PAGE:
Balance Sheet: ACTS most attractive investment characteristic is its rock solid balance sheet. As of 3/31/2012 the company had $33.8 mil of cash equivalents, and $187 mil of marketable securities (which I also refer to as cash equivalents in this report), for a total of $221 mil, or $3.15 per share. The company also has an additional $32 mil in investments in joint ventures and $33 mil in property plant and equipment. The only meaningful liability the company has is a $12 mil short-term bank loan they use to keep a credit line opened. ACTS has total shareholders equity of about $270 mil and is valued at a price/book value of only 0.42x. The company’s management and board are highly conservative and have virtually all of their $187 mil in marketable securities in what has been characterized as very low risk/volatility investments with relatively low returns. Most of the marketable securities consist of investments which were issued, managed or guaranteed by state-owned banks or financial institutions in China. Most of these investments have guaranteed interest rates with terms of 3 to 24 months.
Cash Flow: On an operating basis ACTS is currently about cash-flow neutral, neither generating or burning a material amount of cash. The company has been using a portion of its cash to buy back as many shares as they could in the open market, which has been challenging for the company given the stocks limited liquidity. Over the last four years the company has bought back approximately $42.5 million of its own shares and continues to have a very active repurchase program. ACTS has also invested some minimal-to-moderate amounts of cash in new facilities, joint ventures and acquisitions. The company has stated that they are very cautious with using their capital.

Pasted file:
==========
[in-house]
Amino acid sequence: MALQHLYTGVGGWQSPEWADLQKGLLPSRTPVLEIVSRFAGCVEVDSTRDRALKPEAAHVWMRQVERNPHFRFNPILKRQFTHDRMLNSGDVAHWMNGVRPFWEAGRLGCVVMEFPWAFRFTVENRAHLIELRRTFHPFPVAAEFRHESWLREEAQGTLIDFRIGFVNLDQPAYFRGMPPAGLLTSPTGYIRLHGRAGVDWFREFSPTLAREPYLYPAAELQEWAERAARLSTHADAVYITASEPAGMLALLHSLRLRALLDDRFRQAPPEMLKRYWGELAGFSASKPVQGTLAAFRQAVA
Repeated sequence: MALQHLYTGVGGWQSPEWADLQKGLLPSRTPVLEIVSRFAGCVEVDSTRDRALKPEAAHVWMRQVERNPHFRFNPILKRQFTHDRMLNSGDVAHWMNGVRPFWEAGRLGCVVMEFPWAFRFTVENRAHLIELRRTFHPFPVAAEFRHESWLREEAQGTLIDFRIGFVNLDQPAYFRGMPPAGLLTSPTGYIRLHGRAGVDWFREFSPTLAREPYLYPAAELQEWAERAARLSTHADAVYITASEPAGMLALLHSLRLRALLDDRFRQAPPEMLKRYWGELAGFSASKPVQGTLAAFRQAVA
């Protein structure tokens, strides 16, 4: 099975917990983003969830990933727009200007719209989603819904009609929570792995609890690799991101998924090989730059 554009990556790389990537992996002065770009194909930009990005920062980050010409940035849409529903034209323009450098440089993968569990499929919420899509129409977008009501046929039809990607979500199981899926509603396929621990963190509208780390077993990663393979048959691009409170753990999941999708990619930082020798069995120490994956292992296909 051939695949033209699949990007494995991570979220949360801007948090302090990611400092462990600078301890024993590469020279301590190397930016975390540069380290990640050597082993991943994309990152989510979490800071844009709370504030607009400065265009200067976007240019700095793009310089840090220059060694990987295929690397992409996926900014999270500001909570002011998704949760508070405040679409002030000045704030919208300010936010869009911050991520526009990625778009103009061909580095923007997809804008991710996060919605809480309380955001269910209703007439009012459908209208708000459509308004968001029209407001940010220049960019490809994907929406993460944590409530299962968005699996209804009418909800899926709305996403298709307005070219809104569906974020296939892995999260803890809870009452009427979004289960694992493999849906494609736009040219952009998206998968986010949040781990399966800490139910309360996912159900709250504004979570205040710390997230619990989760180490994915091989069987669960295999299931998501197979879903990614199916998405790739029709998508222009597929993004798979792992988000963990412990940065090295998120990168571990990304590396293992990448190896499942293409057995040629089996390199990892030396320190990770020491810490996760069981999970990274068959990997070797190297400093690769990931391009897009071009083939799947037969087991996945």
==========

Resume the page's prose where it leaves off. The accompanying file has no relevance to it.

Income Statement: Over the last few quarters ACTS has been basically break-even from a net income perspective. However, the company’s revenues have hit the growth inflection and were up 27% in FY11, and management expects them to be up another 15-20% in FY12. The primary reason why the company has not yet been profitable with the recent revenue growth is because they have been investing a significant amount of money in research and development (R&D) to secure the company’s future growth. ACTS spent $22 mil in R&D in 2011 (46% of the company’s revenues) versus a $12 mil R&D spend in 2007 (10% of revenues). ACTS could be profitable anytime they choose by scaling back operating expenses but they have made the choice to invest for their future, which I think makes sense and is finally starting to pay off from a revenue perspective. The company has a number of high-end, higher margin products coming to market this year and next which should drive revenue grow, and push the company into sustained profitability.